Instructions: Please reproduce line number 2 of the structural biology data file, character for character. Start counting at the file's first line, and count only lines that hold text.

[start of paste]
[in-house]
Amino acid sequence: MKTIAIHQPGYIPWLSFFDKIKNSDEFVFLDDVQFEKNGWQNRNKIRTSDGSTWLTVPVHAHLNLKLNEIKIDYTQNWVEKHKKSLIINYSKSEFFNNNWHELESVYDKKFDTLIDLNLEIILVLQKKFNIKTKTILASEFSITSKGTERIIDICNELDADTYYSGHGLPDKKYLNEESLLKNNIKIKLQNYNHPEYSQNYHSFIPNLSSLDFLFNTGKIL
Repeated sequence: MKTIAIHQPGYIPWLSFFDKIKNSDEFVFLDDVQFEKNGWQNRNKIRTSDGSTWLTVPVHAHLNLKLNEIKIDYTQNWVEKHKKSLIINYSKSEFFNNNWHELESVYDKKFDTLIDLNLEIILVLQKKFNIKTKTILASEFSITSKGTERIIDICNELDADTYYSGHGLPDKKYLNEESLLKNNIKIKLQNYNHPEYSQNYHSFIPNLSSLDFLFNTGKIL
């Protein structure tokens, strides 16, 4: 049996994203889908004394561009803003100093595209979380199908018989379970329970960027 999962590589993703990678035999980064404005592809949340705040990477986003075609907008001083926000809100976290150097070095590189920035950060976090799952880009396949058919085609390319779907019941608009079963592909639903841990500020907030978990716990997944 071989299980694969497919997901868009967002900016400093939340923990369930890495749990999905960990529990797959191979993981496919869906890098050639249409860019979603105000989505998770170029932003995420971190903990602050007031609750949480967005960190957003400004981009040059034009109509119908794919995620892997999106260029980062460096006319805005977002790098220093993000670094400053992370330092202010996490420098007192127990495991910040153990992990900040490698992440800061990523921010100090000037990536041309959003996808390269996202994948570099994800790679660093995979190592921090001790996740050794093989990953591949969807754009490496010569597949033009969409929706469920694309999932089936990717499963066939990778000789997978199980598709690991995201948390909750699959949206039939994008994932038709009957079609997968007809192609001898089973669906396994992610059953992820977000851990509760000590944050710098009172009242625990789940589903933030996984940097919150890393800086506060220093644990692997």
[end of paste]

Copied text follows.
Amino acid sequence: MKTIAIHQPGYIPWLSFFDKIKNSDEFVFLDDVQFEKNGWQNRNKIRTSDGSTWLTVPVHAHLNLKLNEIKIDYTQNWVEKHKKSLIINYSKSEFFNNNWHELESVYDKKFDTLIDLNLEIILVLQKKFNIKTKTILASEFSITSKGTERIIDICNELDADTYYSGHGLPDKKYLNEESLLKNNIKIKLQNYNHPEYSQNYHSFIPNLSSLDFLFNTGKIL